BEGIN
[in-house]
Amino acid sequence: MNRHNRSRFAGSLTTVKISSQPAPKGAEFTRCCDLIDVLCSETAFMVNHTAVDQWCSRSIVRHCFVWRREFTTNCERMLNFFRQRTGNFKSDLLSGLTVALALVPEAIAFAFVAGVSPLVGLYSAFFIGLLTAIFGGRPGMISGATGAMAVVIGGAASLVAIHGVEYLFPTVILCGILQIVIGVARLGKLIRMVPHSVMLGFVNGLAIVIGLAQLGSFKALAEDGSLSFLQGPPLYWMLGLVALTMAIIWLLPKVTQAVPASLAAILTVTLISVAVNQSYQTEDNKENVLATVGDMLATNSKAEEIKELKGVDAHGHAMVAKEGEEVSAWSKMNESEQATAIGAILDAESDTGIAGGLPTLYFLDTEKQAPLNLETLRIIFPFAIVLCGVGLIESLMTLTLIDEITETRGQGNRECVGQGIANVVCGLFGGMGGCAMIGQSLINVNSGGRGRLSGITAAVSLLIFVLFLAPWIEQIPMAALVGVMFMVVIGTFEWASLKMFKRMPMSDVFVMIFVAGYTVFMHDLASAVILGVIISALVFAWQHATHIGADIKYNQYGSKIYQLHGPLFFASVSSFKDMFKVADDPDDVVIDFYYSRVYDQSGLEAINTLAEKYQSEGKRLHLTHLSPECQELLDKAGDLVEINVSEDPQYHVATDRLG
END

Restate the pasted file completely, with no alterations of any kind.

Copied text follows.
[in-house]
Amino acid sequence: MNRHNRSRFAGSLTTVKISSQPAPKGAEFTRCCDLIDVLCSETAFMVNHTAVDQWCSRSIVRHCFVWRREFTTNCERMLNFFRQRTGNFKSDLLSGLTVALALVPEAIAFAFVAGVSPLVGLYSAFFIGLLTAIFGGRPGMISGATGAMAVVIGGAASLVAIHGVEYLFPTVILCGILQIVIGVARLGKLIRMVPHSVMLGFVNGLAIVIGLAQLGSFKALAEDGSLSFLQGPPLYWMLGLVALTMAIIWLLPKVTQAVPASLAAILTVTLISVAVNQSYQTEDNKENVLATVGDMLATNSKAEEIKELKGVDAHGHAMVAKEGEEVSAWSKMNESEQATAIGAILDAESDTGIAGGLPTLYFLDTEKQAPLNLETLRIIFPFAIVLCGVGLIESLMTLTLIDEITETRGQGNRECVGQGIANVVCGLFGGMGGCAMIGQSLINVNSGGRGRLSGITAAVSLLIFVLFLAPWIEQIPMAALVGVMFMVVIGTFEWASLKMFKRMPMSDVFVMIFVAGYTVFMHDLASAVILGVIISALVFAWQHATHIGADIKYNQYGSKIYQLHGPLFFASVSSFKDMFKVADDPDDVVIDFYYSRVYDQSGLEAINTLAEKYQSEGKRLHLTHLSPECQELLDKAGDLVEINVSEDPQYHVATDRLG